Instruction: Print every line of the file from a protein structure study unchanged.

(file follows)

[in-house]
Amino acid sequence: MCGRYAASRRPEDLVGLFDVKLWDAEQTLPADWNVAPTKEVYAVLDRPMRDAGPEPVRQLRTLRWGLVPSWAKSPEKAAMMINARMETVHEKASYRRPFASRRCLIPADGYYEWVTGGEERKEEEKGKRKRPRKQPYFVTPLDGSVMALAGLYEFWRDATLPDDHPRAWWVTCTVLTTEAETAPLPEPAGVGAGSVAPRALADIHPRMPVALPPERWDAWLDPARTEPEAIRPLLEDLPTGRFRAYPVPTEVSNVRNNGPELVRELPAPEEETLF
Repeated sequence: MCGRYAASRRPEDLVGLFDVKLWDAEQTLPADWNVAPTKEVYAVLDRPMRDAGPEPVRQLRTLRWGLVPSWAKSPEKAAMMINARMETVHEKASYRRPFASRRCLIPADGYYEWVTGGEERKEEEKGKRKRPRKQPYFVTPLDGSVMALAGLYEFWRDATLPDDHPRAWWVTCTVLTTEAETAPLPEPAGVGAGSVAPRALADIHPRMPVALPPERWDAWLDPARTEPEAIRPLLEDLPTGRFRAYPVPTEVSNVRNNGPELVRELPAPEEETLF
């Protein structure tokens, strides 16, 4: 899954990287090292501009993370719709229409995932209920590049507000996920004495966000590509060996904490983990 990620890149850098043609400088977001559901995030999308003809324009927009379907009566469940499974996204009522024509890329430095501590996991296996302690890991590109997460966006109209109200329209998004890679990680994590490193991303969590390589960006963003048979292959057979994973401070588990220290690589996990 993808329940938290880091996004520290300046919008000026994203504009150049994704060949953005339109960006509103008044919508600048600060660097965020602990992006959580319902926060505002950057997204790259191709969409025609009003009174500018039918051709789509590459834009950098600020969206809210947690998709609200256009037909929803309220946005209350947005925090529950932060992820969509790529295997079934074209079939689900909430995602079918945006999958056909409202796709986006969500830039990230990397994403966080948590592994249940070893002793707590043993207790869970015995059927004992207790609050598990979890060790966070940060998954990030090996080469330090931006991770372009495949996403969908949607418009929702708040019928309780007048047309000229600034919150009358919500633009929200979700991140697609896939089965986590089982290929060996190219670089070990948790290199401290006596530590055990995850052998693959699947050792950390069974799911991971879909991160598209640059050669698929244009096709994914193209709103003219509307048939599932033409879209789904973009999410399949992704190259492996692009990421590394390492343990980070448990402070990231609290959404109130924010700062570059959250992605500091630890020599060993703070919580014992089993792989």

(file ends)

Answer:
[in-house]
Amino acid sequence: MCGRYAASRRPEDLVGLFDVKLWDAEQTLPADWNVAPTKEVYAVLDRPMRDAGPEPVRQLRTLRWGLVPSWAKSPEKAAMMINARMETVHEKASYRRPFASRRCLIPADGYYEWVTGGEERKEEEKGKRKRPRKQPYFVTPLDGSVMALAGLYEFWRDATLPDDHPRAWWVTCTVLTTEAETAPLPEPAGVGAGSVAPRALADIHPRMPVALPPERWDAWLDPARTEPEAIRPLLEDLPTGRFRAYPVPTEVSNVRNNGPELVRELPAPEEETLF
Repeated sequence: MCGRYAASRRPEDLVGLFDVKLWDAEQTLPADWNVAPTKEVYAVLDRPMRDAGPEPVRQLRTLRWGLVPSWAKSPEKAAMMINARMETVHEKASYRRPFASRRCLIPADGYYEWVTGGEERKEEEKGKRKRPRKQPYFVTPLDGSVMALAGLYEFWRDATLPDDHPRAWWVTCTVLTTEAETAPLPEPAGVGAGSVAPRALADIHPRMPVALPPERWDAWLDPARTEPEAIRPLLEDLPTGRFRAYPVPTEVSNVRNNGPELVRELPAPEEETLF
């Protein structure tokens, strides 16, 4: 899954990287090292501009993370719709229409995932209920590049507000996920004495966000590509060996904490983990 990620890149850098043609400088977001559901995030999308003809324009927009379907009566469940499974996204009522024509890329430095501590996991296996302690890991590109997460966006109209109200329209998004890679990680994590490193991303969590390589960006963003048979292959057979994973401070588990220290690589996990 993808329940938290880091996004520290300046919008000026994203504009150049994704060949953005339109960006509103008044919508600048600060660097965020602990992006959580319902926060505002950057997204790259191709969409025609009003009174500018039918051709789509590459834009950098600020969206809210947690998709609200256009037909929803309220946005209350947005925090529950932060992820969509790529295997079934074209079939689900909430995602079918945006999958056909409202796709986006969500830039990230990397994403966080948590592994249940070893002793707590043993207790869970015995059927004992207790609050598990979890060790966070940060998954990030090996080469330090931006991770372009495949996403969908949607418009929702708040019928309780007048047309000229600034919150009358919500633009929200979700991140697609896939089965986590089982290929060996190219670089070990948790290199401290006596530590055990995850052998693959699947050792950390069974799911991971879909991160598209640059050669698929244009096709994914193209709103003219509307048939599932033409879209789904973009999410399949992704190259492996692009990421590394390492343990980070448990402070990231609290959404109130924010700062570059959250992605500091630890020599060993703070919580014992089993792989």